KENYA – The Kenya Plastics Pact has published a roadmap to ensure all plastic packaging in the country is recyclable or reusable by 2030.
The national plastic roadmap 2030 seeks to eliminate single-use plastic packaging besides coming up with eco-friendly alternatives to promote environmental health and job creation through circularity.
Through this initiative Kenya becomes the second country in Africa after South Africa to come up with an ambitious roadmap for managing plastic waste, notes Ayub Macharia, the Director of Environmental Education and Awareness in the Ministry of Environment and Forestry.
“This roadmap will stimulate industry-led innovation, dialogue and collaboration to reinvigorate plastic waste recycling, and generate new jobs besides improving our overall economic and environmental health,” said Macharia in a statement.
Commenting on the launch, Ms. Karin Boomsma, the Pact’s Secretariat Lead explained that the Roadmap reflects a powerful voice for tangible change by 2030 and will guide and mobilize the industry to tackle plastic pollution by taking collective action.
“The Roadmap activities are elaborate and based on Kenya’s context and the current situation in the country in terms of waste management, plastic pollution, the economy, the policy landscape, and available infrastructure,” she added.
Statistics from the Ministry of Environment and Forestry indicate that Kenya generates an estimated 22,000 metric tons of solid waste daily, of which, 20 percent is plastic.
In addition, daily plastic consumption is estimated at 0.03 kg per person while only 8 percent of plastic waste in the country is recycled, with the remainder finding its way into landfills or waterways.
Macharia added that Kenya has been generating 0.5 million to 1.3 million tonnes of plastic waste annually, thereby necessitating partnership between the government, industry and civil society to promote recycling and minimize pollution of vital ecosystems.
This is why plastic waste and pollution have particularly captured the attention of businesses, governments, and citizens in Kenya.
According to the Kenya Private Sector Alliance (KEPSA) CEO Ms. Carole Kariuki, a radical transformation in how we use natural resources is central to meeting the needs of future generations.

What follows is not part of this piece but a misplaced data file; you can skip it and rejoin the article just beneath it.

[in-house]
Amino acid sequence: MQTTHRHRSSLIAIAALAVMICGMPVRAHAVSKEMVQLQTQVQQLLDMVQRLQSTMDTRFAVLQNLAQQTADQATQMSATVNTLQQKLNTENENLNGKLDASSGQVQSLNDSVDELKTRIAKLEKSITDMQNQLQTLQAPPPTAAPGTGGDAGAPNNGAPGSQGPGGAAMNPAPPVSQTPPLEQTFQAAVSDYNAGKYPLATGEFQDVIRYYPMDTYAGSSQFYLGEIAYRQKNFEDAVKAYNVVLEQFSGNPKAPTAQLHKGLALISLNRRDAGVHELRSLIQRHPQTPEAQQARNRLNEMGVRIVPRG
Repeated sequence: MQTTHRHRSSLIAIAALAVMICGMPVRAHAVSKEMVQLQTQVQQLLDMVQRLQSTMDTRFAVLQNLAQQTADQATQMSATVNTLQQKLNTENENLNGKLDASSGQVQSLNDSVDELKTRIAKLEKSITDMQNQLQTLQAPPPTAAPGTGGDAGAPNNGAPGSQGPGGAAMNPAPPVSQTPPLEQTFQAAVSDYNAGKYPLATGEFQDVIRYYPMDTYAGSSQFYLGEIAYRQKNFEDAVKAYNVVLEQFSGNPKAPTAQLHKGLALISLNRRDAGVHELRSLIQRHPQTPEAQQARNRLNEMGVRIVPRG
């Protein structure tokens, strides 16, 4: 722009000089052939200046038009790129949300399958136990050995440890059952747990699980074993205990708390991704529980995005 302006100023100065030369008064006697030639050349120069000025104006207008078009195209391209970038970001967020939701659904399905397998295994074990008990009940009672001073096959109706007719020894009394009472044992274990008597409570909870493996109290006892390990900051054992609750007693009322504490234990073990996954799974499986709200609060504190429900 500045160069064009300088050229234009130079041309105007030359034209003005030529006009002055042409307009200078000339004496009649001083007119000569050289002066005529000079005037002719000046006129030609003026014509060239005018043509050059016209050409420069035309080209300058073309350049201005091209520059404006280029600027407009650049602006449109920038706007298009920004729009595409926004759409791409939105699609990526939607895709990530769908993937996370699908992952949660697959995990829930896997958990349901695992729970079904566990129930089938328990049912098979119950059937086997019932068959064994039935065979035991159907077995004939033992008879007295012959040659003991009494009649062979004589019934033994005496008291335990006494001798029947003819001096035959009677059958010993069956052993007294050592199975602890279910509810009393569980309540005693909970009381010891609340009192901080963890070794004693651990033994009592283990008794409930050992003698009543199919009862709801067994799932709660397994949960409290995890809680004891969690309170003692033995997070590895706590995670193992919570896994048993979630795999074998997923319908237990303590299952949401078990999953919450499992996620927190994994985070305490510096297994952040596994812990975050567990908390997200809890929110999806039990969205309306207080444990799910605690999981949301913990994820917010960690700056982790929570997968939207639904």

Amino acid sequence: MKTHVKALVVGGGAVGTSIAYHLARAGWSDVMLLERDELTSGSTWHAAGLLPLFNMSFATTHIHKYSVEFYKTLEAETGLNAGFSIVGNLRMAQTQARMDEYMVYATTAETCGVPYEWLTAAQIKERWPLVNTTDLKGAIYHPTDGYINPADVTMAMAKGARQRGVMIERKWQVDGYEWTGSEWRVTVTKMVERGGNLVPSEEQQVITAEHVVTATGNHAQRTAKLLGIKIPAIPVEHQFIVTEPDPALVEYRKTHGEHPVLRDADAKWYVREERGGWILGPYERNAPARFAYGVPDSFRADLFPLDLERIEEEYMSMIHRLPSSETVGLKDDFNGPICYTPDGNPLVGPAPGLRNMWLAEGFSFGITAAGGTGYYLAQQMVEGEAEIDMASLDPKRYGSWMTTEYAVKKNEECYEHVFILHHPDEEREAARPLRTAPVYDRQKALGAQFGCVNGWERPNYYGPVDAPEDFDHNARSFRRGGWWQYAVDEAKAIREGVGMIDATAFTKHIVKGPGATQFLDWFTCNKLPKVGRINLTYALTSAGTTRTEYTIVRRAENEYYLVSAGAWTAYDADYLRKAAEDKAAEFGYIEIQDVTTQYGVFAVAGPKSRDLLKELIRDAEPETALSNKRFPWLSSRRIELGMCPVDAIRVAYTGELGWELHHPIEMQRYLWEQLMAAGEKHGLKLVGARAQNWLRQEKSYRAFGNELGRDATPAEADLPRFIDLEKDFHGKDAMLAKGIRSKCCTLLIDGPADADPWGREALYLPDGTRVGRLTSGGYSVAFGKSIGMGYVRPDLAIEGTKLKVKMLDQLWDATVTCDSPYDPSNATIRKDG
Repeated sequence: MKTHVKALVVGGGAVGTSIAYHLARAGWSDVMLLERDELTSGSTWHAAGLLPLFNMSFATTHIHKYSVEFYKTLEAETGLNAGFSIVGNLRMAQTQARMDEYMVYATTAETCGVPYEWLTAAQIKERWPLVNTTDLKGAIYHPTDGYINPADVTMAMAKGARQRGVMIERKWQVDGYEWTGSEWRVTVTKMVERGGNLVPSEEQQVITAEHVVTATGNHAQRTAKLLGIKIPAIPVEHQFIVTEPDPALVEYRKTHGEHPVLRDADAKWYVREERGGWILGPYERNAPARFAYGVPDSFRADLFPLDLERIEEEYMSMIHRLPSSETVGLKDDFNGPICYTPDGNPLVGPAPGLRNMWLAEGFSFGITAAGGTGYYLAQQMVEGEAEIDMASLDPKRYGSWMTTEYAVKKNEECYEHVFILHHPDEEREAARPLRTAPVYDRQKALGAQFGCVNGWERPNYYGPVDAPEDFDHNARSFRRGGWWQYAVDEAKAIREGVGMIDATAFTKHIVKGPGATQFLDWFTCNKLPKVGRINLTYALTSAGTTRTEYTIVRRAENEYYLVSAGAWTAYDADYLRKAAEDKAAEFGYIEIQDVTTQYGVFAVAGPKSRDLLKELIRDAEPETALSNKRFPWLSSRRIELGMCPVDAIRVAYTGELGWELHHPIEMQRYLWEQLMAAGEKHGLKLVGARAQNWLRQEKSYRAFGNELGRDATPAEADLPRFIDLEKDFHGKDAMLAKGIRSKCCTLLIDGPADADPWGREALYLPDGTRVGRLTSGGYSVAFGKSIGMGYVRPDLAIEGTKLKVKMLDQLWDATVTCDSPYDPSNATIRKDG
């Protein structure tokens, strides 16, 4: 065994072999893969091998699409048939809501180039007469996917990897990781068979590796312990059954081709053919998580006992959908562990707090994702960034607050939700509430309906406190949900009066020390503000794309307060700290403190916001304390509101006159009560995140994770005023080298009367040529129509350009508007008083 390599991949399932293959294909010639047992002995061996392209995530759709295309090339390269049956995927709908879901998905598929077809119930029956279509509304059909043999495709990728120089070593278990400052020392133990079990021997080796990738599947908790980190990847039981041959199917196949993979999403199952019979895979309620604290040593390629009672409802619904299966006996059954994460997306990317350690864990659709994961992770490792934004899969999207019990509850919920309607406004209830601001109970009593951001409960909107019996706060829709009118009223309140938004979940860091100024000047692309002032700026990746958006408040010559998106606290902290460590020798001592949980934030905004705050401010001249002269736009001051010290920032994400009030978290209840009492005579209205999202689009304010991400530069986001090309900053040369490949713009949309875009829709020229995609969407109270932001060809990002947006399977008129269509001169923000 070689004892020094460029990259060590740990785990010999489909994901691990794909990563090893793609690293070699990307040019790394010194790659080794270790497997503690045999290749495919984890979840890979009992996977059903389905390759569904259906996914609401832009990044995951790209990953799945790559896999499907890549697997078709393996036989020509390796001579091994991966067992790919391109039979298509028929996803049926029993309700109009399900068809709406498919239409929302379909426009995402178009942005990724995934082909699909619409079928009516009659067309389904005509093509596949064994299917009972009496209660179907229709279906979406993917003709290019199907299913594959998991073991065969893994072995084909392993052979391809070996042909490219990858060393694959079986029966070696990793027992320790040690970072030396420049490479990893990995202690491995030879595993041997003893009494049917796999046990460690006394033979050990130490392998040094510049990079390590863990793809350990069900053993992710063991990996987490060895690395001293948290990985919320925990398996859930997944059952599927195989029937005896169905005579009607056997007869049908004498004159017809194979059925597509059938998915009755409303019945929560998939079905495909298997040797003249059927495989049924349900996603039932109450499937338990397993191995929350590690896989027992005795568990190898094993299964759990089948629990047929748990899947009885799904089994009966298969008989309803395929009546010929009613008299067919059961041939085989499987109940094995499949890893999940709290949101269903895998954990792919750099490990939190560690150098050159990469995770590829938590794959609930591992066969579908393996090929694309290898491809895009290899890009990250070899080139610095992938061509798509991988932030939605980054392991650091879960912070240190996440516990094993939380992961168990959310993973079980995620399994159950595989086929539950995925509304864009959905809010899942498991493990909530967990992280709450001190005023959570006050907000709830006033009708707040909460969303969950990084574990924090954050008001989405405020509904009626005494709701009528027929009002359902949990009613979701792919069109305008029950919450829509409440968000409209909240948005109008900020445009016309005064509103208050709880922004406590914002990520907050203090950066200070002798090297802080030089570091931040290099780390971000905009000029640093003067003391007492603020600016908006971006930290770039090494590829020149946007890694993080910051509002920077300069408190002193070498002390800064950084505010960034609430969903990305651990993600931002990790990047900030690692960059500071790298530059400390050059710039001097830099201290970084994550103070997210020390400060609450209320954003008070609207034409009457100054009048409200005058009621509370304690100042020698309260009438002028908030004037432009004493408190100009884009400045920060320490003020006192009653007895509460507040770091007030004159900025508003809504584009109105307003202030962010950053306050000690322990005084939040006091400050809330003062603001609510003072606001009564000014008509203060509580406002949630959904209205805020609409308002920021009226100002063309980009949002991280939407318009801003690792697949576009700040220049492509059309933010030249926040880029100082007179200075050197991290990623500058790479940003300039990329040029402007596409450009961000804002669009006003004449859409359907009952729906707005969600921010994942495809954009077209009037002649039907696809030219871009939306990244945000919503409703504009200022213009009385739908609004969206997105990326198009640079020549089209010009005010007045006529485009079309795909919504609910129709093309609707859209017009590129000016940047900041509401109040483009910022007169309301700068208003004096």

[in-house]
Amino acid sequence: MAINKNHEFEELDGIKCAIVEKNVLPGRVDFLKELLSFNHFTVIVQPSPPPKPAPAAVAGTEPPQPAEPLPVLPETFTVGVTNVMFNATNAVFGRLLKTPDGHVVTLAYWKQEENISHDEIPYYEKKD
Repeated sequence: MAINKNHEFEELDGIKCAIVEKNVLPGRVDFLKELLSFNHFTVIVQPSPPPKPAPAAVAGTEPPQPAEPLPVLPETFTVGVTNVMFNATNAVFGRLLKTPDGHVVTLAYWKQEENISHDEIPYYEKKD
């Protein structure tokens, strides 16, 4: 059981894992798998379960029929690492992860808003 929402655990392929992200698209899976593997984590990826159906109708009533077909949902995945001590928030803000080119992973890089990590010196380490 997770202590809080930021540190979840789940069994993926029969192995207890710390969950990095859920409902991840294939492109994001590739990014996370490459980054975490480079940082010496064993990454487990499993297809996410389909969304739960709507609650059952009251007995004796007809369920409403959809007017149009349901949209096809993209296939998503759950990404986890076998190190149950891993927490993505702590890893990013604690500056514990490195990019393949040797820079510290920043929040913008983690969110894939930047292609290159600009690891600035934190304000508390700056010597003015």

“There is no question about it, the world needs a new economy; a circular economy, which keeps plastics in use and out of the environment,” says Kariuki.
“It is now more relevant than ever to bring the whole value chain together, and build collective solutions adapted to our reality.”
The Roadmap establishes four strategic targets for 2030 which includes eliminating unnecessary or problematic single-use plastic packaging items through redesign, innovation, and reuse delivery models and ensuring that 100% of plastic packaging is reusable or recyclable.
In addition, it goes a long way in supporting the implementation of the Extended Producer Responsibility (EPR) Regulations, which aim to enhance resource use efficiency, stimulate innovation, spur recycling, and reduce the amount of waste destined for final disposal as provided for by the Sustainable Waste Management Act.
The development and implementation of the Kenya Plastics Pact are led by Sustainable Inclusive Business Kenya (SIB-K), the Secretariat to the Pact and the Knowledge Center under the Kenya Private Sector Alliance (KEPSA); with support from WRAP – the UK-based global environmental NGO, and initially funded by MAVA Foundation and UK Research and Innovation (UKRI).
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